Abstract: To provide reliable information about individual-specific characteristics, sexual signals should be consistently displayed within an individual at least within a particular social context or time window. However, some male traits, like bird song, depict extreme within-individual variations even within a very short time frame. To investigate the extent by which acoustic displays in male collared flycatchers (Ficedula albicollis) reveal consistent individual-specific attributes or more flexible characteristics, we assessed the repeatability of various song traits at different sampling regimes (within-day, between-day, and between-year contexts). Repertoire size showed considerably high and significant repeatability (R > 0.25) in all temporal contexts suggesting that it can potentially indicate an individual attribute that is shaped by genetic background, permanent environmental effects, or long-term experience. Song rate, song length, mean frequency and frequency bandwidth, tempo of syllables, and within-song complexity had small-to-moderate repeatability (R < 0.25) that was significant for the within-day scenario only. Environmental effects can confound repeatability estimates, as males that changed nest boxes between song recordings performed with lower consistency than those that systematically sang on the same territory. Hence, the characteristics of particular songs could reveal aspects that are sensitive to changes in the environment rendering a signal function to the within-individual variance of songs. The consistency of acoustic signals and their sensitivity to the environment determines what kind of information can be conveyed to the receivers. Significance statement: We investigated the repeatability of several song traits in the collared flycatcher to determine signal consistency in different temporal contexts: within days, between days, and between years. We found that repeatability greatly varied across traits, but it generally showed a decreasing tendency as sampling window increased. Repeatability was confounded by effects arising from territory identity, because individuals that changed residency between days sang with less consistency. This result highlights the often-neglected scenario that pseudo-repeatability may arise due to unstandardized environment. In general, our findings imply that the consistency of behaviors and the signal value of song traits may depend on the considered temporal and/or environmental context. The degree of plasticity of acoustic signals determines whether information on a long-term aspect of individual quality or on an immediate state can be conveyed to the receivers.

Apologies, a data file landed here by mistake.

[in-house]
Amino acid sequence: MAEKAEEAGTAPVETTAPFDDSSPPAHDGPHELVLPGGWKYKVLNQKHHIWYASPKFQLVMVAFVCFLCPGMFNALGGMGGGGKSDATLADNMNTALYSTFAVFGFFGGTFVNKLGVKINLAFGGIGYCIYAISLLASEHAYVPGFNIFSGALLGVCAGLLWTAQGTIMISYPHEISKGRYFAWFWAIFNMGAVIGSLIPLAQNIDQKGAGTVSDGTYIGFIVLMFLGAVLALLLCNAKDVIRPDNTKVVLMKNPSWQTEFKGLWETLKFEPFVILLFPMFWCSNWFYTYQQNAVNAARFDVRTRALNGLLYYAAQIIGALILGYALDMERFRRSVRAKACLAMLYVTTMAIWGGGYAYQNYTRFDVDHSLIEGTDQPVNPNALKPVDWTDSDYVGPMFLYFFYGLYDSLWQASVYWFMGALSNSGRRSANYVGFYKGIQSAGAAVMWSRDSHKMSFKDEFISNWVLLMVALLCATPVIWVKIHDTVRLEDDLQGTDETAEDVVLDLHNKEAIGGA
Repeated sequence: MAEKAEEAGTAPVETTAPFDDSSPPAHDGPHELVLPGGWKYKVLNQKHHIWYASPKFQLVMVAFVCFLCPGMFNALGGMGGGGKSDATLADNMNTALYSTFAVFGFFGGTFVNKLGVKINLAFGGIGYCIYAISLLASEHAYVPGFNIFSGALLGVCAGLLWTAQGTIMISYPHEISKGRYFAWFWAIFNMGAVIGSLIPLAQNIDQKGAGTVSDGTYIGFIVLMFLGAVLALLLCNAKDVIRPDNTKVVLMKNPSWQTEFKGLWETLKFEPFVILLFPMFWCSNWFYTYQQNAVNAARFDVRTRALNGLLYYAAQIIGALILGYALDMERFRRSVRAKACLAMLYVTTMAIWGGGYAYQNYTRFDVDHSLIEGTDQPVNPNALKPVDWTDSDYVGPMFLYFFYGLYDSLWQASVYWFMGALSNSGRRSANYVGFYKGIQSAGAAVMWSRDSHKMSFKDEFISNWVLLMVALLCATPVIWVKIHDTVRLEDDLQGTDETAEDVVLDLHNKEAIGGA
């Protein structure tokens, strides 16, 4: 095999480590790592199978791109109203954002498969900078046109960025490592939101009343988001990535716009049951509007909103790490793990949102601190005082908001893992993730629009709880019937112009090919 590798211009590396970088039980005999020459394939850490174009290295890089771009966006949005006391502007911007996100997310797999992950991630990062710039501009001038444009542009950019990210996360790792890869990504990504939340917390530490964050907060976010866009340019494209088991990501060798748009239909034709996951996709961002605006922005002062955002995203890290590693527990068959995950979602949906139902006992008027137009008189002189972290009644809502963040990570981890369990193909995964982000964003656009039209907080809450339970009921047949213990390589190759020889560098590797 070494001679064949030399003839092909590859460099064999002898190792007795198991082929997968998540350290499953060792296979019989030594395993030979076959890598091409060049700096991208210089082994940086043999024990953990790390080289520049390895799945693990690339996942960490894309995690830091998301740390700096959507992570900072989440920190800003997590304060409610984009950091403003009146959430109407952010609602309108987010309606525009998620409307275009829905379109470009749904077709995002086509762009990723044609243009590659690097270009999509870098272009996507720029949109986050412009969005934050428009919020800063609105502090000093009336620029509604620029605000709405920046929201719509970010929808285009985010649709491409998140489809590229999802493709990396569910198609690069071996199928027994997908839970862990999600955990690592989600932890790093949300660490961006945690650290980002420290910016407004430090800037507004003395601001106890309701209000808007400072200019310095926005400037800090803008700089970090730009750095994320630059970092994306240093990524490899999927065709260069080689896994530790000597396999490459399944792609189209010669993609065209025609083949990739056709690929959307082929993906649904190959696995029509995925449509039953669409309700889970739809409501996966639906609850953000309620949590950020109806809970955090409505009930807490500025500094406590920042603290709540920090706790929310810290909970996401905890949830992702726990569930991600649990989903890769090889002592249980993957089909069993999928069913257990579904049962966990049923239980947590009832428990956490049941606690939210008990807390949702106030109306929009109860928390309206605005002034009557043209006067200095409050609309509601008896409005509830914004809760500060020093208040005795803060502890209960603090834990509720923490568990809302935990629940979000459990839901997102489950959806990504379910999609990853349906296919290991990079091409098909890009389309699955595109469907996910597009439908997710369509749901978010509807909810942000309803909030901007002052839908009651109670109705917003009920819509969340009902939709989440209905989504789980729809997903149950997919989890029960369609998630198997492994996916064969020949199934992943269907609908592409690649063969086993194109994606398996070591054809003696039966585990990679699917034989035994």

- Acoustic communication
- Good gene models of sexual selection
- Mate choice
- Mixed models
ASJC Scopus subject areas
- Ecology, Evolution, Behavior and Systematics
- Animal Science and Zoology